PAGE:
Make way for the new KKK
HE WAVE of goodbye was directed to a heckling crowd. This was a crowd that wanted to seize the last moments to heap ridicule on a leader that surveys had described as “one of the most unpopular the country has ever had,” as the national dailies reported the morning of the presidential inauguration.
“Booing and thunderous applause rose from the crowd” as the outgoing president left the Quirino Grandstand. “They seemed ecstatic to see the last” of this president, the reports said. “Uwi na! Uwi na!” (Go home! Go home!), screamed one woman as the face of the outgoing president appeared on the giant screen. Outrage was displayed with thumbs down signs.
As the outgoing president reviewed the troops for the last time, one woman said in Filipino, “You are pitiful. You are greedy! You still have the gumption to face the people,” directing her words at the outgoing leader’s face shown on the video wall.
Such did the raucous crowd at the presidential inauguration of June 30, 2010, vent their anger on Gloria Macapagal Arroyo. Albeit the Inquirer report also added: “But some in the huge crowd were also heard chanting, ‘Gloria! Gloria!’ One man in yellow stopped a friend from heckling: ‘Don’t boo, just respect the President.’”
Six years ago, the Filipino mind was engrossed in writing the sins of the outgoing president on the tally sheet. Will it be no different this time? In fact, the less forgiving social media has already began its litany of Mr. Aquino’s sins of commission and omission even before the elections of May 9, as if doing so would bring about a kind of national catharsis.
As Arroyo strode on the parade grounds of the Quirino Grandstand, foremost on the minds of the watching public were the “Hello, Garci” controversy, the national broadband network controversy, the fertilizer fund scam, the North Rail project fiasco, Tropical Storm “Ondoy” and its disastrous aftermath, not to mention the dinner at New York’s classy Le Cirque just a few days before Cory Aquino’s death.
Social media, unfettered and uncensored, has already drawn up its list of the Aquino controversies that partly decided the results of the presidential election: the unconstitutional Disbursement Acceleration Program for which calls have already been made to put Mr. Aquino and his Budget Secretary Butch Abad in jail; some have already posted memes of wheelchairs. One potent fact cannot be relegated to the dustbin of oblivion—so much public consciousness still remains about that part of the DAP that allegedly went to the reward money (to the tune of P50 million) for each of the 20 senator-judges who voted to impeach then Chief Justice Renato Corona. “Outright bribery, right at the presidential doorstep,” said Joker Arroyo who voted to acquit.
It certainly was bad fate for the Aquino administration that Corona died at the height of this year’s presidential campaign. Poetic justice? The public was aptly reminded once again of Mr. Aquino’s machinations and the use of bribery by an administration that claims to be righteous by the people. Righteous, my foot!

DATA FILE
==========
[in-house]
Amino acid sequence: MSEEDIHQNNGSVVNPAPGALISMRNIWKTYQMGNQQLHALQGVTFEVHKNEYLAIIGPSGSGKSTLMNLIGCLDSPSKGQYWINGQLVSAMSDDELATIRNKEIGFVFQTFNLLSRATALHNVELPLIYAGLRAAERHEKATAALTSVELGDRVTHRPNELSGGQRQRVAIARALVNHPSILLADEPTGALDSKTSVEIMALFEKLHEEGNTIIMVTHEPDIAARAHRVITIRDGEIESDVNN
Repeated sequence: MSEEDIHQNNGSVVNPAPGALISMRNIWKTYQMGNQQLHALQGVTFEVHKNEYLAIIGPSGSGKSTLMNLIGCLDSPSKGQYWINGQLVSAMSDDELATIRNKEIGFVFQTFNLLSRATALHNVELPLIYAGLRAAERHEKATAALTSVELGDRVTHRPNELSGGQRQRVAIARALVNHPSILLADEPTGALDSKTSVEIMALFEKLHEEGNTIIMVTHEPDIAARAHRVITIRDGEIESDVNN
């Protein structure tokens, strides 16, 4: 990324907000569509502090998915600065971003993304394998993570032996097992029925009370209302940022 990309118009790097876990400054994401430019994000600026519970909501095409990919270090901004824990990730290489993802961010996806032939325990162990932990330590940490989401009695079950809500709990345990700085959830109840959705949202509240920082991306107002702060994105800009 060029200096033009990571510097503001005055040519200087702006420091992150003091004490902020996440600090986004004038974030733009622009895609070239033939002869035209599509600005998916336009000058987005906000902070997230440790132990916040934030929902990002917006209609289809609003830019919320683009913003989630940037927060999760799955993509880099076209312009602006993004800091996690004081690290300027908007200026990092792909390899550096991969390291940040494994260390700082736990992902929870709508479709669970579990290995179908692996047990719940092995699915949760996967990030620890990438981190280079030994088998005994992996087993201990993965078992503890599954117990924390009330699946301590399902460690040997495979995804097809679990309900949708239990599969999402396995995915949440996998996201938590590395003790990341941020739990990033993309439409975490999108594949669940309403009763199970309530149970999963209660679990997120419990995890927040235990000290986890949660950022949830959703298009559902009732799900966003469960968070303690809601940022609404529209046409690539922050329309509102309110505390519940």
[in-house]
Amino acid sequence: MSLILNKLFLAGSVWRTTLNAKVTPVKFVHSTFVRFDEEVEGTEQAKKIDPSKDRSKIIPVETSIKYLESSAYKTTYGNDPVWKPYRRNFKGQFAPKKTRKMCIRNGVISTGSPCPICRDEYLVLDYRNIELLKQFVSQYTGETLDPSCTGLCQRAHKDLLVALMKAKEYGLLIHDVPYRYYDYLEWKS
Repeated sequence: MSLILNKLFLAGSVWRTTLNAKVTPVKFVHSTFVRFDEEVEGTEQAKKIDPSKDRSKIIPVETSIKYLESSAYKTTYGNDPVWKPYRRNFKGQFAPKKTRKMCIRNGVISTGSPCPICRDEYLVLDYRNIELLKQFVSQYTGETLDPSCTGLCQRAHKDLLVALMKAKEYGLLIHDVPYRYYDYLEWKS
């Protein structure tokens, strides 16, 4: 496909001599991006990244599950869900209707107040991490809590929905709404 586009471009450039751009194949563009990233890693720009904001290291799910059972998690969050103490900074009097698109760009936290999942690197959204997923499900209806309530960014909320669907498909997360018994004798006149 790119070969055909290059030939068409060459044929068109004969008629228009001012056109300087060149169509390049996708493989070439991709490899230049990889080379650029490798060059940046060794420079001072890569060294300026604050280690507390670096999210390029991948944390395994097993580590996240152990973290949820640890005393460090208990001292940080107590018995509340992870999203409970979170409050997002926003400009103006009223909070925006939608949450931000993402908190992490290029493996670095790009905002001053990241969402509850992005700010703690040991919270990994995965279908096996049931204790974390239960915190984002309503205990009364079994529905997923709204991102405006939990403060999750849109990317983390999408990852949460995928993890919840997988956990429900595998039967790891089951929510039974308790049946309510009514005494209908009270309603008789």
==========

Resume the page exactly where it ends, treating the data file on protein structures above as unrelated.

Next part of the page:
Of the sins of omission, the most glaring on the list would be the negligence that led to the MRT serial breakdowns and the international airport mismanagement. Mr. Aquino has not been seen nor heard to issue marching orders to fix the problem in both controversies, especially to an airport manager who is family to him. The Mamasapano massacre and the missing “Yolanda” funds will continue to be broken refrains until those guilty will be brought to the bars of justice.
The erosion of Mr. Aquino’s integrity started fundamentally with his characteristic coddling of close friends and shooting buddies. That the creative public mind has been prolific in coining the graphic nomenclatures like kaibigan and kabarilan (add to these, noynoying) should be no small matter. It must be continually emphasized that this was something unexpected of a President whose message of incorruptibility was his presidential theme. Mr. Aquino never learned from the repugnant tag “Kamaganak Inc.” that hounded his mother’s presidency. Alan Purisima and Raul Petrasanta have already fallen. You can be sure what public ridicule will hound Manila International Airport Authority head Jose Angel Honrado the moment he steps down.
Six years of pent-up anger over favoritism, the unconstitutional practice of using discretionary funds sans line items in the budget (a form of corruption, no less), and the protection of inept presidential friends formed part of the “change is coming” grand narrative that helped Davao City Mayor Rodrigo Duterte sweep the 2016 presidential election. And this exactly is where the incoming president must tread cautiously. The signs seem to indicate he has not, and the criticisms against his appointments must be taken as reasonable public indicators, to say the least.
“We thought we elected Duterte. We elected Gloria Macapagal Arroyo,” said one. The public is never oblivious of political horse-trading. To underestimate the public now—as it had been underestimated before—for its “ignorance” of the political wheeling and dealing happening is a grave mistake. Thus it has begun an accounting of classmates—kaklase—from grade school, high school, law school, even a dormitory roommate (“Perfecto Yasay, gulp!” said one).
Mr. Aquino didn’t have deep pockets then in 2010. This one seems to be no different—enough talks of a Justin Trudeau Cabinet of cultural diversity and meritocracy. Without meritocracy, the momentum for change has begun its spiral downturn.
Will there be public ridicule and heckling the moment Mr. Aquino steps down at high noon of June 30, 2016? Only the new president can answer that—unless he wants to be booed on June 30, 2022.
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